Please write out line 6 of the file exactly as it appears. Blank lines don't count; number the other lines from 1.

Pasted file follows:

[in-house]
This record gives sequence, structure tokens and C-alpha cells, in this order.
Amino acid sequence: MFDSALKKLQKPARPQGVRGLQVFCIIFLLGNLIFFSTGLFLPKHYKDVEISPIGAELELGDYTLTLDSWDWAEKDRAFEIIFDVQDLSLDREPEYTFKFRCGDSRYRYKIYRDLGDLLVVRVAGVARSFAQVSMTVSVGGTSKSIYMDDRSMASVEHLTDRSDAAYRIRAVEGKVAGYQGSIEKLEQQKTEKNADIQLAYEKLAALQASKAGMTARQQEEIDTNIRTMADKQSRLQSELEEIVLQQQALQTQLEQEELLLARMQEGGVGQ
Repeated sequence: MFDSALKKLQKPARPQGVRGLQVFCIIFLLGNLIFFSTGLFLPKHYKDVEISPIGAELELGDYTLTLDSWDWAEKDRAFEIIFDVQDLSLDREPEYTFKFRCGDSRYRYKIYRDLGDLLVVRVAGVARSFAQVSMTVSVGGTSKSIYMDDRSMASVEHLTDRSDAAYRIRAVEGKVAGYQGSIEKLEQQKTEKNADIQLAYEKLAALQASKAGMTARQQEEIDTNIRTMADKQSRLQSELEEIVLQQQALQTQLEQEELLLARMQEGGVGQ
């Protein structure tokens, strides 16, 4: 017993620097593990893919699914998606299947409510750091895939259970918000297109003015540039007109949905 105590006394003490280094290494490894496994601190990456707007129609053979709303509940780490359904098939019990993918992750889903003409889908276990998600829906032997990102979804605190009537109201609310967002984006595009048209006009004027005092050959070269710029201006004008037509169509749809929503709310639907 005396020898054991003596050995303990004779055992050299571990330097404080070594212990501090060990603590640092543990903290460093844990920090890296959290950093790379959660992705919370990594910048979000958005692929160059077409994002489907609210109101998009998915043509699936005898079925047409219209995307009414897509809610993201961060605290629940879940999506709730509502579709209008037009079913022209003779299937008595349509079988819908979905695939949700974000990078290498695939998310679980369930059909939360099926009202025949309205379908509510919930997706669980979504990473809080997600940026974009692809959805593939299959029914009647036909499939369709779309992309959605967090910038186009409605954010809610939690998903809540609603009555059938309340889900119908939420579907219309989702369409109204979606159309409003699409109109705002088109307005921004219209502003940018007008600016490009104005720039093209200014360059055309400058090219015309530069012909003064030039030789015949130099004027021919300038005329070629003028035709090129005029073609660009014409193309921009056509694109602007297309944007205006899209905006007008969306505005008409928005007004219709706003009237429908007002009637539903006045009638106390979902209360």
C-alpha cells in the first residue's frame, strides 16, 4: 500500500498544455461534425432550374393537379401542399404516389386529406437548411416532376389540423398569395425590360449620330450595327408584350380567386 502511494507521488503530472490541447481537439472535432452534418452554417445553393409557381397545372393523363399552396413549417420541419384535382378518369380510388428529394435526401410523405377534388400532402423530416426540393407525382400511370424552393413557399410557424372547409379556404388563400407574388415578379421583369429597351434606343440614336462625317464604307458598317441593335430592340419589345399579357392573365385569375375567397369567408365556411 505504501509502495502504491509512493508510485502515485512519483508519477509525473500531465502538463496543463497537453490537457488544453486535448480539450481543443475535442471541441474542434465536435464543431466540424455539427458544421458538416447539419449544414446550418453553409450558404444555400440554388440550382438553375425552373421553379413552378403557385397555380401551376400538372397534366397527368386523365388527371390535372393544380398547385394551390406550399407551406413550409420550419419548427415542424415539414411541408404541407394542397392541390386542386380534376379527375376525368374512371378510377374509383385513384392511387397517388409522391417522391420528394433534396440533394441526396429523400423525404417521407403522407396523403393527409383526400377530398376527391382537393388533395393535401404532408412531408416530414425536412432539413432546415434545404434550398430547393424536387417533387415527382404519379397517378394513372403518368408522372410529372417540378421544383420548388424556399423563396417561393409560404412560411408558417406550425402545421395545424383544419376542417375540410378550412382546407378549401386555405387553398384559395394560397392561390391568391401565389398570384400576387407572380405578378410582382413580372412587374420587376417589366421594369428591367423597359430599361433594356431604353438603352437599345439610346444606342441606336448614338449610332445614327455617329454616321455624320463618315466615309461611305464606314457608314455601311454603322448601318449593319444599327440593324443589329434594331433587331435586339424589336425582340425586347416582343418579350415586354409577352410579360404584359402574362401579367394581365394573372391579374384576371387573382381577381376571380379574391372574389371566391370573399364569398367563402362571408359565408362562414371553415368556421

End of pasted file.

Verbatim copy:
C-alpha cells in the first residue's frame, strides 16, 4: 500500500498544455461534425432550374393537379401542399404516389386529406437548411416532376389540423398569395425590360449620330450595327408584350380567386 502511494507521488503530472490541447481537439472535432452534418452554417445553393409557381397545372393523363399552396413549417420541419384535382378518369380510388428529394435526401410523405377534388400532402423530416426540393407525382400511370424552393413557399410557424372547409379556404388563400407574388415578379421583369429597351434606343440614336462625317464604307458598317441593335430592340419589345399579357392573365385569375375567397369567408365556411 505504501509502495502504491509512493508510485502515485512519483508519477509525473500531465502538463496543463497537453490537457488544453486535448480539450481543443475535442471541441474542434465536435464543431466540424455539427458544421458538416447539419449544414446550418453553409450558404444555400440554388440550382438553375425552373421553379413552378403557385397555380401551376400538372397534366397527368386523365388527371390535372393544380398547385394551390406550399407551406413550409420550419419548427415542424415539414411541408404541407394542397392541390386542386380534376379527375376525368374512371378510377374509383385513384392511387397517388409522391417522391420528394433534396440533394441526396429523400423525404417521407403522407396523403393527409383526400377530398376527391382537393388533395393535401404532408412531408416530414425536412432539413432546415434545404434550398430547393424536387417533387415527382404519379397517378394513372403518368408522372410529372417540378421544383420548388424556399423563396417561393409560404412560411408558417406550425402545421395545424383544419376542417375540410378550412382546407378549401386555405387553398384559395394560397392561390391568391401565389398570384400576387407572380405578378410582382413580372412587374420587376417589366421594369428591367423597359430599361433594356431604353438603352437599345439610346444606342441606336448614338449610332445614327455617329454616321455624320463618315466615309461611305464606314457608314455601311454603322448601318449593319444599327440593324443589329434594331433587331435586339424589336425582340425586347416582343418579350415586354409577352410579360404584359402574362401579367394581365394573372391579374384576371387573382381577381376571380379574391372574389371566391370573399364569398367563402362571408359565408362562414371553415368556421